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Changing Places

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Is Halifax transforming into one of the UK’s upcoming towns? - Places - Yorkshire Life. Milton Keynes: The middle-aged new town. Interactive The sign to Milton Keynes Most towns grow and evolve over hundreds if not thousands of years.

Milton Keynes: The middle-aged new town

Not so Milton Keynes, which is 50 years old. Perhaps the best known of the 20th Century "new towns", it has its detractors but is also much loved by its residents. English patriotism on the rise, research shows. English patriotism is on the rise at the expense of a sense of British identity, with voters in England increasingly likely to describe themselves as solely English, according to research.

English patriotism on the rise, research shows

The studyfound that almost a fifth of people describe themselves as English not British, up 5% from 2015, with more than a third of those surveyed describing themselves as either solely English or more English than British. The YouGov data showed that the number of people who described themselves solely as British fell in 2016 from a year earlier. Last year just 18% of those surveyed said they felt only British or more British than English. Regionalism needed to bridge north-south divide. Gordon Brown calls for a people’s convention to brainstorm ways of reducing the growing economic gap between the south-east and the rest of Britain (Any Brexit deal must seek to mend the north-south divide, 9 November).

Regionalism needed to bridge north-south divide

As he notes, recent governments – Labour and Tory – have exacerbated the problem by reducing regional aid and skewing both transport and R&D investment toward the south. However well northern schools and universities perform, the productivity and skills gap will persist in northern cities due to the brain drain of skilled workers to better-paid jobs, usually service not manufacturing, in southern England.

The pro-Trump US rustbelt, and much of southern and eastern Europe, face similarly intractable brain drains. Breaking the vicious circle will require, as well as devolving power to cities and regions, better focused central government intervention. • Gordon Brown says that “Britain now has the most extreme inter-regional inequalities of any country in western Europe”. The Guardian view on English local identities: a clash of cash against community. Is Derbyshire in the north of England or the Midlands?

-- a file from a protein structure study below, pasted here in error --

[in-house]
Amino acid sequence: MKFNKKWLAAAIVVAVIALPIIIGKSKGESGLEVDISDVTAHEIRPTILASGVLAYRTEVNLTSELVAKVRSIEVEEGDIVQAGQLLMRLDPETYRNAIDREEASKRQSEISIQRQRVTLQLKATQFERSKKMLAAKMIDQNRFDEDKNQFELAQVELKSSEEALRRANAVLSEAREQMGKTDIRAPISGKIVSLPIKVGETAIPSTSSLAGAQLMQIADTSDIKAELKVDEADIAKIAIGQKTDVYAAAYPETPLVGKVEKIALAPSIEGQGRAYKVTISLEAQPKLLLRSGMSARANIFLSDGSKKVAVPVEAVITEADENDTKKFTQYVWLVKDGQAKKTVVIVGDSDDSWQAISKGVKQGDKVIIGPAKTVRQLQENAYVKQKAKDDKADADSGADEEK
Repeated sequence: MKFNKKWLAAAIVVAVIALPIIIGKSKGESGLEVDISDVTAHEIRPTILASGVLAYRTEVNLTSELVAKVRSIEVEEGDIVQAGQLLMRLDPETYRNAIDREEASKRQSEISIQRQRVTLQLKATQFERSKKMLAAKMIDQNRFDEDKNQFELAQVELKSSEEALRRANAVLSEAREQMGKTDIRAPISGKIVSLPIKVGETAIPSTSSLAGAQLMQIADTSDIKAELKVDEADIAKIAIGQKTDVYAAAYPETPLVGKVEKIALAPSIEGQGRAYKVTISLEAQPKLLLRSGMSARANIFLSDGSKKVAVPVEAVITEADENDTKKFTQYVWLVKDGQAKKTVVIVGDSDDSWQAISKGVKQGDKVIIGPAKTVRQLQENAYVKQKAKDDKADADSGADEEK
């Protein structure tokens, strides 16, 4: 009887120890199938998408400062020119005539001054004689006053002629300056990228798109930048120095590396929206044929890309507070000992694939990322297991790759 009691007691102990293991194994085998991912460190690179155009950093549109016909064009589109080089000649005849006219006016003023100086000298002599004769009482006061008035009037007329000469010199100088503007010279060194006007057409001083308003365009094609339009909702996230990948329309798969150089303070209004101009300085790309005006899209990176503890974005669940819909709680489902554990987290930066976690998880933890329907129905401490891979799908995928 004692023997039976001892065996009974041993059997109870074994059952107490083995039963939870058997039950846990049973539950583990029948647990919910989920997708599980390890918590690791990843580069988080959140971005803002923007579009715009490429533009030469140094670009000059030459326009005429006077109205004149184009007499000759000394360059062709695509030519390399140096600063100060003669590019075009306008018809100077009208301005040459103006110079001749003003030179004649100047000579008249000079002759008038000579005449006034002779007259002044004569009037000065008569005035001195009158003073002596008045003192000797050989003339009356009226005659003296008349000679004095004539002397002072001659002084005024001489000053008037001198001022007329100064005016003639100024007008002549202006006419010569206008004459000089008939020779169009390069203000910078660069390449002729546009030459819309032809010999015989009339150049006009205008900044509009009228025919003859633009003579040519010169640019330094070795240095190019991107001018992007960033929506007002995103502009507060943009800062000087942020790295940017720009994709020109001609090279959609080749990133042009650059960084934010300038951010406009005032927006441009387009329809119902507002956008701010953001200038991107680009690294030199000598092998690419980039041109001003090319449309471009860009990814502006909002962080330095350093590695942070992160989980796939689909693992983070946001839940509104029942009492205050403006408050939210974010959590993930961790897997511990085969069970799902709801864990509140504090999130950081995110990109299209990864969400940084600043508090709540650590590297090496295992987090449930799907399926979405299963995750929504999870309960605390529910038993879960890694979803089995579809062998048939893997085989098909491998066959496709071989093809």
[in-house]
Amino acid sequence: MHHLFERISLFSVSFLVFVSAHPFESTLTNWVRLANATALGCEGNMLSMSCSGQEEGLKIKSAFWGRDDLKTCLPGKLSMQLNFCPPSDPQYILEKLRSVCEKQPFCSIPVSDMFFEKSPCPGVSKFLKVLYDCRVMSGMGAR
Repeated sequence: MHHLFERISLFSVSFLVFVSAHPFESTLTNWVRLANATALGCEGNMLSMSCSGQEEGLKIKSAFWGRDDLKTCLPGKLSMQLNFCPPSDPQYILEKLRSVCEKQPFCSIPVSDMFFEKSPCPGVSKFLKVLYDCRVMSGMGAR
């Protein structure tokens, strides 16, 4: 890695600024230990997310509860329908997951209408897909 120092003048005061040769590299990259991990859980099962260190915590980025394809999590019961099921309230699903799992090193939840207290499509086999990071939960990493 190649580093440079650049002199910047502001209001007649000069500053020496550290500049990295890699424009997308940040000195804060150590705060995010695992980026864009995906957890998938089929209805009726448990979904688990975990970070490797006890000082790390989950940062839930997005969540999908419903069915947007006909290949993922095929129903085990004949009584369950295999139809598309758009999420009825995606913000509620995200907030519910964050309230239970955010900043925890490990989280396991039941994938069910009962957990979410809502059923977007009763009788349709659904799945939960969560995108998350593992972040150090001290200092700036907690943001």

The Guardian view on English local identities: a clash of cash against community

The question is as old as the redrawing of the map of England following the Norman conquest. But it is no longer such a parochial or academic question as it may seem. Derbyshire’s dilemmas now illuminate what we mean by local democracy and local government in England more generally. That’s because the promotion of English city regions and the money being directed towards the northern powerhouse by the Treasury in London are making a nonsense of historic local identities as well as of England’s long but increasingly derelict traditions of locally rooted democratic municipalism.

The court did this after Derbyshire complained that if Chesterfield were permitted to redefine itself as part of Sheffield, it would raise the question of whether the county of Derbyshire could be said to exist at all without its second largest town. Medieval county boundaries are one thing, economic geography another. As chief executive of Barnsley council up to 2012 I was party to the early, difficult discussions about the formation of the Sheffield city region; difficult because Derbyshire county council (and, similarly, Nottinghamshire county council) refused to engage in a sensible discussion about adapting institutional arrangements to reflect the reality of the economic geography of the sub-region.

Medieval county boundaries are one thing, economic geography another

Economic data shows that Chesterfield is indeed part of the Sheffield city region economic area. The economic centre of gravity of Derbyshire itself lies to the south, in Derby’s relationship with Nottingham and Leicester. Your editorial (Derbyshire’s dilemma pits cash against identity and democracy, 29 December) is wrong to say this argument is about council cuts and local councils “clutching at any cash straws they can”.

Rather, it is about Chesterfield having the freedom to take its own decisions on its economic future, free from the dominion traditionally exercised by the county council.